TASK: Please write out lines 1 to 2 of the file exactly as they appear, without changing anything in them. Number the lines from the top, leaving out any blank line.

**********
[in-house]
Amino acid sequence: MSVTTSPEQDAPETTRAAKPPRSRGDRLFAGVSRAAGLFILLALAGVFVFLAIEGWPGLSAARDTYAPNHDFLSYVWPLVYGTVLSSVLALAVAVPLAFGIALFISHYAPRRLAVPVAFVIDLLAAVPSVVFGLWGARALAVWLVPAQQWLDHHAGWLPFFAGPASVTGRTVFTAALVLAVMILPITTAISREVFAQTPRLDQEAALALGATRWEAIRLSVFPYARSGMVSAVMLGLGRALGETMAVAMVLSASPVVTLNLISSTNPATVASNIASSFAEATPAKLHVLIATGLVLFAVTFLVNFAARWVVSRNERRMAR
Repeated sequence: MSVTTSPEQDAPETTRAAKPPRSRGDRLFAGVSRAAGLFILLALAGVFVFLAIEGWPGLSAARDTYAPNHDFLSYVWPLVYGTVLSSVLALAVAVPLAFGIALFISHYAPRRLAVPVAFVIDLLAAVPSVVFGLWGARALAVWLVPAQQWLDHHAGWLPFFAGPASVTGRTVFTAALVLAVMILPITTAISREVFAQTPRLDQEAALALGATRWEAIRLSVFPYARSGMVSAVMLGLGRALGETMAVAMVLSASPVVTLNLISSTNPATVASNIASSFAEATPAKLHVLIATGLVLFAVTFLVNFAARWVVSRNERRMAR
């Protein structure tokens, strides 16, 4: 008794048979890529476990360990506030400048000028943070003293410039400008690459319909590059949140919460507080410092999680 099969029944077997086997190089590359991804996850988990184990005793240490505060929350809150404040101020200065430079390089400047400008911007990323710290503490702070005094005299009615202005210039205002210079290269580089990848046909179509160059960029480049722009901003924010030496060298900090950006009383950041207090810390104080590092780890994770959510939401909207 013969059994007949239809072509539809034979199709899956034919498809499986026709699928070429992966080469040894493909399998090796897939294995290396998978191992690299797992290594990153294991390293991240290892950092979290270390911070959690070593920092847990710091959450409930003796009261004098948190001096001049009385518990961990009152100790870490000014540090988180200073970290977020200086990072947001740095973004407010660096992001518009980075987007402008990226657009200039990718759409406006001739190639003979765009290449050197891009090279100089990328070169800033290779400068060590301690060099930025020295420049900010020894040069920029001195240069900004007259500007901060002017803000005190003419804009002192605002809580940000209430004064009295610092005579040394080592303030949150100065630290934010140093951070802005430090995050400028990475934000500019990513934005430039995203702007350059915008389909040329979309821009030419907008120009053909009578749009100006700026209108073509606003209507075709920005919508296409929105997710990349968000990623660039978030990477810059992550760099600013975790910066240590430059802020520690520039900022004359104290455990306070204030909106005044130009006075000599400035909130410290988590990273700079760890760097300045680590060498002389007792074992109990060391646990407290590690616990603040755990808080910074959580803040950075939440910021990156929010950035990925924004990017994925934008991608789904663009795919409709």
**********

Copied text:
[in-house]
Amino acid sequence: MSVTTSPEQDAPETTRAAKPPRSRGDRLFAGVSRAAGLFILLALAGVFVFLAIEGWPGLSAARDTYAPNHDFLSYVWPLVYGTVLSSVLALAVAVPLAFGIALFISHYAPRRLAVPVAFVIDLLAAVPSVVFGLWGARALAVWLVPAQQWLDHHAGWLPFFAGPASVTGRTVFTAALVLAVMILPITTAISREVFAQTPRLDQEAALALGATRWEAIRLSVFPYARSGMVSAVMLGLGRALGETMAVAMVLSASPVVTLNLISSTNPATVASNIASSFAEATPAKLHVLIATGLVLFAVTFLVNFAARWVVSRNERRMAR